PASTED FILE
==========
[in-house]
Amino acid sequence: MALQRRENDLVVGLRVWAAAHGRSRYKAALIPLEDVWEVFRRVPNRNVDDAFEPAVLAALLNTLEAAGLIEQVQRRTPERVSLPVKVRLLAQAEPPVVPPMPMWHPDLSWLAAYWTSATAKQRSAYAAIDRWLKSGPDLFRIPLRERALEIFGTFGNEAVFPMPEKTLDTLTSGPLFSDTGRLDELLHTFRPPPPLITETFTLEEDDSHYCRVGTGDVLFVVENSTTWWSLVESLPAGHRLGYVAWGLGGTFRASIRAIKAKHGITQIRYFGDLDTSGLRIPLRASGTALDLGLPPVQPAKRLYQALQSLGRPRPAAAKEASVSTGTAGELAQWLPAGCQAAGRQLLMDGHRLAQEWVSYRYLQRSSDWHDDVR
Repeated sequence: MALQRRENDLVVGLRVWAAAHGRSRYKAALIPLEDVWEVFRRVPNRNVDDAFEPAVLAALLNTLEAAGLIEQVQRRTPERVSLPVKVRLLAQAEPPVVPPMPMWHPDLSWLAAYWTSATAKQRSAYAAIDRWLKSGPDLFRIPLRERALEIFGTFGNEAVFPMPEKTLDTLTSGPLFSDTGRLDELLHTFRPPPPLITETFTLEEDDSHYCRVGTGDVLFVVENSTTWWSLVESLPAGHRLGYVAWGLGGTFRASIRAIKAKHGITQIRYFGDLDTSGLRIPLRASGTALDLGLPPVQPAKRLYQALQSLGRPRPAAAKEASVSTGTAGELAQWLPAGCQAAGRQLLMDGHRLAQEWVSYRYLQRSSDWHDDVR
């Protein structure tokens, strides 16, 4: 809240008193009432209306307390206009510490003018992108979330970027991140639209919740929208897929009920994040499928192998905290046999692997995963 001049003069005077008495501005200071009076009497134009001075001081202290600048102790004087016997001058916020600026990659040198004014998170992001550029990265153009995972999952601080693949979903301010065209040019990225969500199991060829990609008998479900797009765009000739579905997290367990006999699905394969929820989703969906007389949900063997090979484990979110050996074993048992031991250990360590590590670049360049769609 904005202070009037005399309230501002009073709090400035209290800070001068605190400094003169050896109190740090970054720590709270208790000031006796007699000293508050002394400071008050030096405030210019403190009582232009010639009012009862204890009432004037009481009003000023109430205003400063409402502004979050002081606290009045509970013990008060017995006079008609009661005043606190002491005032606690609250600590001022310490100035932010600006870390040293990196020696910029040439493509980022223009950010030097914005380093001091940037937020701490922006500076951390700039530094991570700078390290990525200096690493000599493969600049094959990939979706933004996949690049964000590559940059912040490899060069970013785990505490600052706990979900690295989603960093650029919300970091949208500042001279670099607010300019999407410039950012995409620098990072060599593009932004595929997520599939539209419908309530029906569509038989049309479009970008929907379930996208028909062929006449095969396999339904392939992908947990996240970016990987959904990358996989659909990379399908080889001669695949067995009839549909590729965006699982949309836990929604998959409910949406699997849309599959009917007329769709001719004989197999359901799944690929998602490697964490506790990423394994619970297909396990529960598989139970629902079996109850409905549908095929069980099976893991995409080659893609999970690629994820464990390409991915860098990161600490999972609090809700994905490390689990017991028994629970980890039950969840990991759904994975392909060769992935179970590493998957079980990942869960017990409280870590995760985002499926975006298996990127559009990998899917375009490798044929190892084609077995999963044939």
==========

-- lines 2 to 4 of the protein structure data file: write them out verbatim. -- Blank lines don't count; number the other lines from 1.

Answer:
Amino acid sequence: MALQRRENDLVVGLRVWAAAHGRSRYKAALIPLEDVWEVFRRVPNRNVDDAFEPAVLAALLNTLEAAGLIEQVQRRTPERVSLPVKVRLLAQAEPPVVPPMPMWHPDLSWLAAYWTSATAKQRSAYAAIDRWLKSGPDLFRIPLRERALEIFGTFGNEAVFPMPEKTLDTLTSGPLFSDTGRLDELLHTFRPPPPLITETFTLEEDDSHYCRVGTGDVLFVVENSTTWWSLVESLPAGHRLGYVAWGLGGTFRASIRAIKAKHGITQIRYFGDLDTSGLRIPLRASGTALDLGLPPVQPAKRLYQALQSLGRPRPAAAKEASVSTGTAGELAQWLPAGCQAAGRQLLMDGHRLAQEWVSYRYLQRSSDWHDDVR
Repeated sequence: MALQRRENDLVVGLRVWAAAHGRSRYKAALIPLEDVWEVFRRVPNRNVDDAFEPAVLAALLNTLEAAGLIEQVQRRTPERVSLPVKVRLLAQAEPPVVPPMPMWHPDLSWLAAYWTSATAKQRSAYAAIDRWLKSGPDLFRIPLRERALEIFGTFGNEAVFPMPEKTLDTLTSGPLFSDTGRLDELLHTFRPPPPLITETFTLEEDDSHYCRVGTGDVLFVVENSTTWWSLVESLPAGHRLGYVAWGLGGTFRASIRAIKAKHGITQIRYFGDLDTSGLRIPLRASGTALDLGLPPVQPAKRLYQALQSLGRPRPAAAKEASVSTGTAGELAQWLPAGCQAAGRQLLMDGHRLAQEWVSYRYLQRSSDWHDDVR
């Protein structure tokens, strides 16, 4: 809240008193009432209306307390206009510490003018992108979330970027991140639209919740929208897929009920994040499928192998905290046999692997995963 001049003069005077008495501005200071009076009497134009001075001081202290600048102790004087016997001058916020600026990659040198004014998170992001550029990265153009995972999952601080693949979903301010065209040019990225969500199991060829990609008998479900797009765009000739579905997290367990006999699905394969929820989703969906007389949900063997090979484990979110050996074993048992031991250990360590590590670049360049769609 904005202070009037005399309230501002009073709090400035209290800070001068605190400094003169050896109190740090970054720590709270208790000031006796007699000293508050002394400071008050030096405030210019403190009582232009010639009012009862204890009432004037009481009003000023109430205003400063409402502004979050002081606290009045509970013990008060017995006079008609009661005043606190002491005032606690609250600590001022310490100035932010600006870390040293990196020696910029040439493509980022223009950010030097914005380093001091940037937020701490922006500076951390700039530094991570700078390290990525200096690493000599493969600049094959990939979706933004996949690049964000590559940059912040490899060069970013785990505490600052706990979900690295989603960093650029919300970091949208500042001279670099607010300019999407410039950012995409620098990072060599593009932004595929997520599939539209419908309530029906569509038989049309479009970008929907379930996208028909062929006449095969396999339904392939992908947990996240970016990987959904990358996989659909990379399908080889001669695949067995009839549909590729965006699982949309836990929604998959409910949406699997849309599959009917007329769709001719004989197999359901799944690929998602490697964490506790990423394994619970297909396990529960598989139970629902079996109850409905549908095929069980099976893991995409080659893609999970690629994820464990390409991915860098990161600490999972609090809700994905490390689990017991028994629970980890039950969840990991759904994975392909060769992935179970590493998957079980990942869960017990409280870590995760985002499926975006298996990127559009990998899917375009490798044929190892084609077995999963044939």